The Alabama Department of Public Health on Tuesday recorded 48 new COVID-19 deaths in the state, bringing the total number of coronavirus deaths over the last two weeks to 335, the third-highest two-week total since the start of the pandemic.
In June, at least 296 Alabamians died from coronavirus, the Alabama Department of Public Health reported, and in July there were 605 COVID-19 deaths, the most recorded in any month since the pandemic began. This summer, Alabama’s death count from the disease skyrocketed after periods of relatively flat daily death counts.
But Tuesday’s jump in single day reported deaths was the result of a delay in the process of collecting and reviewing necessary medical records, laboratory data and other information, and not a reflection of an overall increase in deaths, said Dr. Karen Landers with the Alabama Department of Public Health, in a message to APR on Tuesday.
The daily number of new confirmed COVID-19 cases, and the state’s seven-and 14-day averages of news cases, have been on the decline since late July, but daily testing numbers have been all over the map from day to day. The state’s seven-day average of new daily tests was at 8,611 on Tuesday, after five straight days in late July when the state was recording seven-day averages of new daily tests of more than 10,000.
ADPH on Monday announced that software vendor problems had thrown off some of the department’s COVID-19 testing numbers, and that the problem had been fixed and some lab data was being inputted into the system.
Meanwhile, ADPH on July 31 said the state was experiencing a rash of problems surrounding COVID-19 testing that was resulting in an average of seven days to get results, which public health experts have said renders the results nearly worthless.
The department said the lengthier turnaround time for test results is due to supply chain problems with test reagents, more demand for coronavirus tests nationwide, “and in some cases, increased numbers of unnecessary tests.”
ADPH spokesman Ryan Easterling, in a response to APR’s questions about the fluctuating daily test numbers, on Tuesday wrote in a message that many factors affect both the reporting and result times for COVID-19 tests, and that multiple entities are conducting coronavirus testing in Alabama, including commercial laboratories, clinical laboratories and ADPH’s one lab. Some doctor’s offices, urgent cares, hospital emergency rooms and Long Term Care facilities are also conducting rapid COVID-19 tests, he said.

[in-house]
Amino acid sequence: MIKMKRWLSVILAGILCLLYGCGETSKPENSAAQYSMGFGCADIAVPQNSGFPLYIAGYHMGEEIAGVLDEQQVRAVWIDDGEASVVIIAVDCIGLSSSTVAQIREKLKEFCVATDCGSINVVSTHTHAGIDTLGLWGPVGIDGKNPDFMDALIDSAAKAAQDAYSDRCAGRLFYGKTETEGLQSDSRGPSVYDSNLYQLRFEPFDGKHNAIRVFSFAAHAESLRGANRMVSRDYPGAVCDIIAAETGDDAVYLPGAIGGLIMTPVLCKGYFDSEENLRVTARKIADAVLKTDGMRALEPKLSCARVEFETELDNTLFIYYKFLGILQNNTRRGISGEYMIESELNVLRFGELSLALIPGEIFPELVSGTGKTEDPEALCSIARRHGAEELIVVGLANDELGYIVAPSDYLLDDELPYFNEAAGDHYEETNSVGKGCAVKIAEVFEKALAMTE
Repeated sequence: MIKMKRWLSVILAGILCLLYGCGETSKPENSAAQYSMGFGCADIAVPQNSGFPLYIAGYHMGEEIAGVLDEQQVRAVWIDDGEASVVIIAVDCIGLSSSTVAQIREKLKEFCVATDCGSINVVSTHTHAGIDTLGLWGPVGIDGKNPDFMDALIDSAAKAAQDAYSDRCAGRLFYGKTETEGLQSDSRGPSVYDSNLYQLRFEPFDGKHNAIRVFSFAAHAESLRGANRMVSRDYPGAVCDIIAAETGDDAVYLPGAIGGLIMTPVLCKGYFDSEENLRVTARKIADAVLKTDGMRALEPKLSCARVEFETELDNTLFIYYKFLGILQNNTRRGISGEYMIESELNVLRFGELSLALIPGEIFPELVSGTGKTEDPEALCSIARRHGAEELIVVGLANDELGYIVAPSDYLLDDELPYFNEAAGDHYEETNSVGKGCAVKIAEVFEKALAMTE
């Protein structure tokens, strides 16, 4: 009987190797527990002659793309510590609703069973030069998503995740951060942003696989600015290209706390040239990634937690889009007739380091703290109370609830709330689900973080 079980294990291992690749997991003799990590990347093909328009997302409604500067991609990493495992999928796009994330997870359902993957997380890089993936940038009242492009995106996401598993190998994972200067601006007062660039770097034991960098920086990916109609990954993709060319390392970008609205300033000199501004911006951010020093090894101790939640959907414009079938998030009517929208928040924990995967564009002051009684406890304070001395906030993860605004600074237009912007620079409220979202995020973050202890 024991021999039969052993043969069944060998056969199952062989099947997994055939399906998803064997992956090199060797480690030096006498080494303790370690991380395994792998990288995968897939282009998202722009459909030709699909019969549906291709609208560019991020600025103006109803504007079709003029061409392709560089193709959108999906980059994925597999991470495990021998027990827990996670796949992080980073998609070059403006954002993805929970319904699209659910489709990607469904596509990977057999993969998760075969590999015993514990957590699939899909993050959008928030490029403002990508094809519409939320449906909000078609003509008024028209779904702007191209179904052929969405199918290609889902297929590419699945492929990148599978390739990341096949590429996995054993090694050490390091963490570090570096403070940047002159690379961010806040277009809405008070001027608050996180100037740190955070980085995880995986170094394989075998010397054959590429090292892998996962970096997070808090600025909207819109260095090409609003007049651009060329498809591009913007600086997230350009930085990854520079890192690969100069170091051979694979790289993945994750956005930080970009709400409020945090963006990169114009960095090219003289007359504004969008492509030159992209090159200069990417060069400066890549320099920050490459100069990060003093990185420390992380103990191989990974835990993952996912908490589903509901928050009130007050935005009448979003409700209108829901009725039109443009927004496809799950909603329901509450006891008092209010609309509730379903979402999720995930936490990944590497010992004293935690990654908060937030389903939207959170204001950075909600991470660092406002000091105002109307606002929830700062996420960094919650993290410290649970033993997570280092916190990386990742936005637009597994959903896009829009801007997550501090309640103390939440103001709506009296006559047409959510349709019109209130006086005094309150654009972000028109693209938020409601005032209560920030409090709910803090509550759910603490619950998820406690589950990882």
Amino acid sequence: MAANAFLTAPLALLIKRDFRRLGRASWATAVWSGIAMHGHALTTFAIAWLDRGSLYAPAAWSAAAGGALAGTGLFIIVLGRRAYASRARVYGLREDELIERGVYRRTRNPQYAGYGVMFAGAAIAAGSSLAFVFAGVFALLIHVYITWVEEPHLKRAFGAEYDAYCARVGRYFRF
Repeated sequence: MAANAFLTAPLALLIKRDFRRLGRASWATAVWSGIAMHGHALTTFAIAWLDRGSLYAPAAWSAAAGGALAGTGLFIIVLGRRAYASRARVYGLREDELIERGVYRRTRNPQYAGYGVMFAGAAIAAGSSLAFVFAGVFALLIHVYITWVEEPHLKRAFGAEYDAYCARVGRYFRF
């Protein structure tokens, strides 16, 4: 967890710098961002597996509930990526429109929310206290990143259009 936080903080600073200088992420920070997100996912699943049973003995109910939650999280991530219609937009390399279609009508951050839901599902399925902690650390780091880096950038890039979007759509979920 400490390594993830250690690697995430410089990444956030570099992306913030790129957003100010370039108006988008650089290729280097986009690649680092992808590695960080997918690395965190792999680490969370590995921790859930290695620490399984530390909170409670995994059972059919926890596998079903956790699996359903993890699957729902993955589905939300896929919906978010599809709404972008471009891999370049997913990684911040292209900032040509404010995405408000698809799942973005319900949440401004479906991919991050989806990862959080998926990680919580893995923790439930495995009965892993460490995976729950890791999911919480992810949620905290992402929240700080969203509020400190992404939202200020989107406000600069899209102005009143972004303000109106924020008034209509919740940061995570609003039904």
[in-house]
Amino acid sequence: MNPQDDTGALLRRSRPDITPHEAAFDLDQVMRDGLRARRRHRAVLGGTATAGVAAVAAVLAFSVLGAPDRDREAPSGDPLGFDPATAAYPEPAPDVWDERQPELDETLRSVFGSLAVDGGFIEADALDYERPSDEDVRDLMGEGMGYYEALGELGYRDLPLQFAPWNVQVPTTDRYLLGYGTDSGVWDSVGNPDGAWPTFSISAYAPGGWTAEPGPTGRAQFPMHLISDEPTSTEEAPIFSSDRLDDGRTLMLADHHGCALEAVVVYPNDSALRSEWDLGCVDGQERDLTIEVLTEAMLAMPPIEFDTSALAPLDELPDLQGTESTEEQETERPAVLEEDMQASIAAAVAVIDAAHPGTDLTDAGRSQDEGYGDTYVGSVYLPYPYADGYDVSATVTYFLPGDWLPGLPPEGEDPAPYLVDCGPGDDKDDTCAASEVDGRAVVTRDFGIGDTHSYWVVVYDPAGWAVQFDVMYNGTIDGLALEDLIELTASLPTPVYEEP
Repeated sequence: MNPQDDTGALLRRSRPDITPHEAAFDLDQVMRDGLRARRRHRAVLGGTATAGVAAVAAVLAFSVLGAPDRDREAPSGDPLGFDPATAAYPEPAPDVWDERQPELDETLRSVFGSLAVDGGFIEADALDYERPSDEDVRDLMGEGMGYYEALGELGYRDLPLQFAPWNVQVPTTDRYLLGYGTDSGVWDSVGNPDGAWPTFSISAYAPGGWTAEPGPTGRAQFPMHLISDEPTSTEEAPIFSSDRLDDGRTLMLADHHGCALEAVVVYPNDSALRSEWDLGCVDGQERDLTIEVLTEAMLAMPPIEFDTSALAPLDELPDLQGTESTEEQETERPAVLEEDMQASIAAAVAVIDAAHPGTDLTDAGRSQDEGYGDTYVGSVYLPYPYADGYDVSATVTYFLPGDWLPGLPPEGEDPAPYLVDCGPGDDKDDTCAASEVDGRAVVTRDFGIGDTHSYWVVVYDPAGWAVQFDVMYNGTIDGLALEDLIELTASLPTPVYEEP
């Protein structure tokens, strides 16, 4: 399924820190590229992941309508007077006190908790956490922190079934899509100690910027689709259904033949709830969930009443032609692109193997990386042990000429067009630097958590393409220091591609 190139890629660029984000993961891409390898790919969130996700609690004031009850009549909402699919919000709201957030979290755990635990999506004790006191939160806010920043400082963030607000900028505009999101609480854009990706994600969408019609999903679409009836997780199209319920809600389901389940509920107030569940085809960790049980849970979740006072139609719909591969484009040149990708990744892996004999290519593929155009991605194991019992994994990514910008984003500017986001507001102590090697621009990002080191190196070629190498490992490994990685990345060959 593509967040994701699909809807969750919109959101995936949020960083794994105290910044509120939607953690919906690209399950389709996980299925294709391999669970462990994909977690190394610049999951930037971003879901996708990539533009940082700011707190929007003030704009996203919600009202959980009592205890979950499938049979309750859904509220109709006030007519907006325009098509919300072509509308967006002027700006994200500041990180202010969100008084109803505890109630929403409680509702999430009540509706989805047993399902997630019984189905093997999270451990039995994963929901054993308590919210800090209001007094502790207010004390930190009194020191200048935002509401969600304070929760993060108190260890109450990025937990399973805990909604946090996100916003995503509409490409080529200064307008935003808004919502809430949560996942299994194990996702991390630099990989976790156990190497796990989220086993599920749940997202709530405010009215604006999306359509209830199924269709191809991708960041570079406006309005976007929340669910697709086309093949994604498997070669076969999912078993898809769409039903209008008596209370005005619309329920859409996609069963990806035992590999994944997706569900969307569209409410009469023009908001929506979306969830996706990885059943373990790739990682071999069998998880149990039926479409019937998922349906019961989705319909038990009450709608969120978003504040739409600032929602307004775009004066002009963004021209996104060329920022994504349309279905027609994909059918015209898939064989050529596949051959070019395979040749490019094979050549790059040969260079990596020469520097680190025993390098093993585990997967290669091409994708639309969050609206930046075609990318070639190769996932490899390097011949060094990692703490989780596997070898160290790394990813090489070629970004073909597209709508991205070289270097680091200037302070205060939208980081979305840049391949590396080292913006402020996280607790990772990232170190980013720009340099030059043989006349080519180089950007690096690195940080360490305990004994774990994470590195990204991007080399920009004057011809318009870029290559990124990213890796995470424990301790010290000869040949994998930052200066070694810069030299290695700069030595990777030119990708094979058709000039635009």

“Some new laboratories or entities who have previously not been accustomed to reporting notifiable disease results are having to report, which requires their understanding the requirements and methods of electronic reporting,” Easterling said. “Ongoing supply chain issues, such as reagents and consumables necessary for testing, occur periodically and reduce turn around for testing.”
COVID-19 hospitalizations statewide have remained high since the state hit a record 1,642 hospitalized coronavirus patients on July 30. On Tuesday, there were 1,506 hospitalized COVID-19 patients across Alabama, ADPH reported, and the state’s seven-day average of hospitalizations was at 1,553 which was just slightly below the record high of 1,590 on Aug. 2.
The percent of COVID-19 tests that are positive – a sign that helps determine the current extent of the spread of the disease – began to dip slightly at the start of August, but it remains well above the five percent positivity rate that public health experts say it needs to be to ensure enough testing is being done and cases aren’t going undetected.
Alabama’s 14-day average of percent positivity on Tuesday was 16 percent, down from 18 percent a week before.
Gov. Kay Ivey issued a statewide mask order on July 15, and it can take weeks before seeing whether such a requirement is having an impact on the spread of the virus, public health officials have said.
There’s concern, however, that as the state’s K-12 schools and universities continue to reopen in the coming days, outbreaks could pop up across the state, sparking another wave of new COVID-19 cases, hospitalizations and deaths.